SGI’s Big Brain Computer Powers the Global Twitter Heartbeat
Viewing the hopes and fears of the world through the analysis of real-time Twitter data on the SGI® UV™ 2000 -- #tweetbeat
Salt Lake City, UT — SGI (NASDAQ: SGI), the trusted leader in technical computing has partnered with Kalev H. Leetaru of the University of Illinois and Dr. Shaowen Wang of the CyberInfrastructure and Geospatial Information (CIGI) Laboratory at the University of Illinois at Urbana-Champaign to create the Global Twitter Heartbeat, a first ever real-time combined population, tone and geographic analysis and visualization of Tweets on a SGI UV 2000 Big Brain computer. The ability to analyze Big Data in real-time, in sophisticated ways allows organizations from government to enterprises to gain immediate and actionable insights applicable to a multitude of applications. With this capability, researchers, scientists and engineers who are facing increasingly data-intensive problems, can move rapidly from data to insight.
The Global Twitter Heartbeat project performs real-time stream processing of ten percent of Twitter’s 500 million daily tweets as they are posted. The project analyzes every tweet to assign location (not just GPS-tagged tweets, but processing the text of the tweet itself), and tone values and then visualizes the conversation in a heat map infographic that puts tweet location, tweet density and tone into a unified geospatial perspective. With SGI UV, the entire process from ingest to data analysis to heat map runs at a speed that allows visualization of a map frame per second.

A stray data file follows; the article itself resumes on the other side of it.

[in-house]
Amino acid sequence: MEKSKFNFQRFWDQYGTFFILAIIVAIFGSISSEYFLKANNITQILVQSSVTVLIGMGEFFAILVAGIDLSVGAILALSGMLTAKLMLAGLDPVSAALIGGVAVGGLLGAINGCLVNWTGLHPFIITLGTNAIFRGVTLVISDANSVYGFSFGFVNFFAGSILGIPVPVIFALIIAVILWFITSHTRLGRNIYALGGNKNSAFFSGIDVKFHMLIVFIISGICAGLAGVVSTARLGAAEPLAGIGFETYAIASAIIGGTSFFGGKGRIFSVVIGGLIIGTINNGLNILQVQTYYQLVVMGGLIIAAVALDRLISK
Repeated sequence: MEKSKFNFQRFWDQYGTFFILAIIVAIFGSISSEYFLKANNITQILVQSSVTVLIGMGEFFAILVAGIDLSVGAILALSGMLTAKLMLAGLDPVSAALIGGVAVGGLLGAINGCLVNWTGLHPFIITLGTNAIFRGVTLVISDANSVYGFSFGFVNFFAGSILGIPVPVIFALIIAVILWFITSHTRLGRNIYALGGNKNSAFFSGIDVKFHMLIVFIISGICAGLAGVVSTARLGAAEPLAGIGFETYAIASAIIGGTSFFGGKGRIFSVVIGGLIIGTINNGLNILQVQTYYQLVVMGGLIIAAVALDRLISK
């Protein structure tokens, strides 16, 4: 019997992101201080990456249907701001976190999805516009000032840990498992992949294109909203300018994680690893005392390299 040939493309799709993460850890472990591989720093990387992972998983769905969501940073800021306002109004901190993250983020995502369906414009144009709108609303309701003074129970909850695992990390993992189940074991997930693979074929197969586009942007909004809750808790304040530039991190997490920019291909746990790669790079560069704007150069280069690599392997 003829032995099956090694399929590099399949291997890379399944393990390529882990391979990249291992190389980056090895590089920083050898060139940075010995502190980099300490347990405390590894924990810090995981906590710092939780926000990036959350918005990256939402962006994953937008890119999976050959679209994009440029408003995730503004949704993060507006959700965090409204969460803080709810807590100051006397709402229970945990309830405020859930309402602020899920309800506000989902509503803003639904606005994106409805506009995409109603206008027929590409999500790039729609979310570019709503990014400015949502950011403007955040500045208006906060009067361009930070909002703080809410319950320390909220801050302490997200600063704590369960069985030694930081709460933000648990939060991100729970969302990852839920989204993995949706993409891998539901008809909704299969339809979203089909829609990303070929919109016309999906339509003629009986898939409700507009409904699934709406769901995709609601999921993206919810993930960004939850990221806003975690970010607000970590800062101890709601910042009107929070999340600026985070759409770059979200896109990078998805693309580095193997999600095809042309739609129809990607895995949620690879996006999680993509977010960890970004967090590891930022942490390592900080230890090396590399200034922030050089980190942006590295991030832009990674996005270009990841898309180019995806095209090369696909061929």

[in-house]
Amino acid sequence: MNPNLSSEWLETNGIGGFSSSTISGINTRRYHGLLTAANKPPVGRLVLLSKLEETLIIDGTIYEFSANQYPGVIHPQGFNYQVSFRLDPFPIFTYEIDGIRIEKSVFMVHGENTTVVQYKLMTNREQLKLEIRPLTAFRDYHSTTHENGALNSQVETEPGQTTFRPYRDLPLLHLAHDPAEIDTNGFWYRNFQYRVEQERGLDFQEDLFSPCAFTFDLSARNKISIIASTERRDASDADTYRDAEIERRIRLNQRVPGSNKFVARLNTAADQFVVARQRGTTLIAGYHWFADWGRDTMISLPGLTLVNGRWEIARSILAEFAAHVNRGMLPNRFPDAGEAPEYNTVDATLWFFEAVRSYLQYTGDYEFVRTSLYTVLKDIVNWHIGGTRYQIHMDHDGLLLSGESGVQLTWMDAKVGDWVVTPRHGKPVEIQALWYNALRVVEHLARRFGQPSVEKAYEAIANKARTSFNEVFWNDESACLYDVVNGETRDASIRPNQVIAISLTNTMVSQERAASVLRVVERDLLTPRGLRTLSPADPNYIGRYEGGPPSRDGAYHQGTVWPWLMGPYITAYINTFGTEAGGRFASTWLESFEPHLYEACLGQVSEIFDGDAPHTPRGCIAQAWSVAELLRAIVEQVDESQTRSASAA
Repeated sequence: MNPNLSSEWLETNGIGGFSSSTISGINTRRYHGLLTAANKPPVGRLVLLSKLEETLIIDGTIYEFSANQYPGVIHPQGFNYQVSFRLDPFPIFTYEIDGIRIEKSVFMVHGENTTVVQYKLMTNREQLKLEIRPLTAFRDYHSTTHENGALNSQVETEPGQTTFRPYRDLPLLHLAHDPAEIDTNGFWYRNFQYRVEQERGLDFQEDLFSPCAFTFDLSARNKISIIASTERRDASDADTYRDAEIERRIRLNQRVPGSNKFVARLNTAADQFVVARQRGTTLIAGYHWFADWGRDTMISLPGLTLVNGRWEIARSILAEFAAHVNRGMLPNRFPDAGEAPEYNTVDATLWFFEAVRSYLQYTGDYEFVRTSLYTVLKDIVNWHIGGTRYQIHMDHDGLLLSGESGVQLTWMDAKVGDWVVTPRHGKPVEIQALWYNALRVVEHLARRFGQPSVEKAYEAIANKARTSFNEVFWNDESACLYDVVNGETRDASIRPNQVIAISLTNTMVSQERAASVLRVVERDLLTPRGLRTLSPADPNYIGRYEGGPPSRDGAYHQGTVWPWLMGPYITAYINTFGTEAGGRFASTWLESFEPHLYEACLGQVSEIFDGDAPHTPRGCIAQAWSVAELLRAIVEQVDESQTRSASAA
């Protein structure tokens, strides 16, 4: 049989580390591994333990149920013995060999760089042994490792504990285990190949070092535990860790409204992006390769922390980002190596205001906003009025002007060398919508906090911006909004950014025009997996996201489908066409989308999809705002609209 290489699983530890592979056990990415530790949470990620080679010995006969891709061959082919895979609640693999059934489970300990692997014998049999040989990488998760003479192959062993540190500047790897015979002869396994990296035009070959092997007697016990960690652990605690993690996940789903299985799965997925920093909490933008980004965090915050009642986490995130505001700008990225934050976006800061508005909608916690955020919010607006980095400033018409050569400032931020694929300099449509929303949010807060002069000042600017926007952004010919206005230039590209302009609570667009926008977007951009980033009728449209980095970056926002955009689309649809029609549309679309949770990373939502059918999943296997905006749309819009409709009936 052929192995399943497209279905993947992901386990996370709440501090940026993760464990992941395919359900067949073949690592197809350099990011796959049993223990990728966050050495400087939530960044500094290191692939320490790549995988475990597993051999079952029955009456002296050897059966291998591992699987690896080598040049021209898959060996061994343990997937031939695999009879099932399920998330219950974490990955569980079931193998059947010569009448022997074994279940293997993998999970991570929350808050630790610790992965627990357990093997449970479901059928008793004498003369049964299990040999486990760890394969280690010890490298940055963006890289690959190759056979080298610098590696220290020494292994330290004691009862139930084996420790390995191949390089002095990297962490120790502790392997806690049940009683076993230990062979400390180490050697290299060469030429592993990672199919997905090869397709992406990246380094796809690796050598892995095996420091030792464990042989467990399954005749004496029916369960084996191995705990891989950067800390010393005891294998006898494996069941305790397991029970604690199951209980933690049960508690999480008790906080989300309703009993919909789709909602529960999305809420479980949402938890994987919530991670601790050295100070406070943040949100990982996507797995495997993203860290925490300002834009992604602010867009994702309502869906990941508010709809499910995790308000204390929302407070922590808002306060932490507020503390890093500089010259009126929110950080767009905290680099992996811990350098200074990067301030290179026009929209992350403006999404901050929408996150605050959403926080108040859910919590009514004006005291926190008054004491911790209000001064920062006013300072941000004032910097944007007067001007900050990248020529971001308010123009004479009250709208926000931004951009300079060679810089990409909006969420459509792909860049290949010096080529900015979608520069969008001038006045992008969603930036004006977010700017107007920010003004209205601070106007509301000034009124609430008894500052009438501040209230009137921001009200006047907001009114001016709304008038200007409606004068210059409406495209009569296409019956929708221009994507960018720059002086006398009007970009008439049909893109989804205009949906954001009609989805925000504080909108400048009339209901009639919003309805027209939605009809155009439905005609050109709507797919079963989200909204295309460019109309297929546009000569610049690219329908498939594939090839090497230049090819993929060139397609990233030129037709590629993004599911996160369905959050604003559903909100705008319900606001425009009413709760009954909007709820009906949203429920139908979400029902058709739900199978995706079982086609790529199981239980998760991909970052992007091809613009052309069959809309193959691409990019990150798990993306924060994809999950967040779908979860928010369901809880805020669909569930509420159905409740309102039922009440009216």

The project looked at two significant recent events - Hurricane Sandy and the U.S. Presidential Election. In both events, millions of tweets were sent, making Twitter a significant platform for communicating what was happening at every moment.
For the U.S. Presidential Election, Twitter reported 327,452 tweets per minute as news outlets began to predict an Obama victory. President Obama’s victory tweet quickly became the most-retweeted message in history, setting the record in just 22 minutes after the tweet was posted¹.
As seen through time-lapsed animations of the heat maps, viewers are able to re-live the events as they happened on Twitter. The project observed a massive increase in Twitter traffic as Hurricane Sandy approached, made landfall and took its course over the U.S. eastern seaboard. For the U.S. Presidential Election, the heat maps showed the dynamics of intensity and location of tweets favorable to either President Barack Obama or Governor Mitt Romney over the course of Election Day, from the first polls opening to after President Obama’s victory speech.
“This real-time data analysis approach is like having a new telescope in our hands. We are just seeing the Twittersphere in this way for the first time and we’re still not entirely sure how to make sense of it all and what it tells us, but it is allowing us for the first time to peer in the messy chaotic world that is the heartbeat of our society,” said Leetaru. “SGI UV allows users to turn the traditional approach of decision making on its head with the ability to gain insights as they happen, to what I would call a ’post-demographic’ world in which we can see people’s hopes and fears in real-time person-by-person, rather than just putting them into fixed demographic labels.”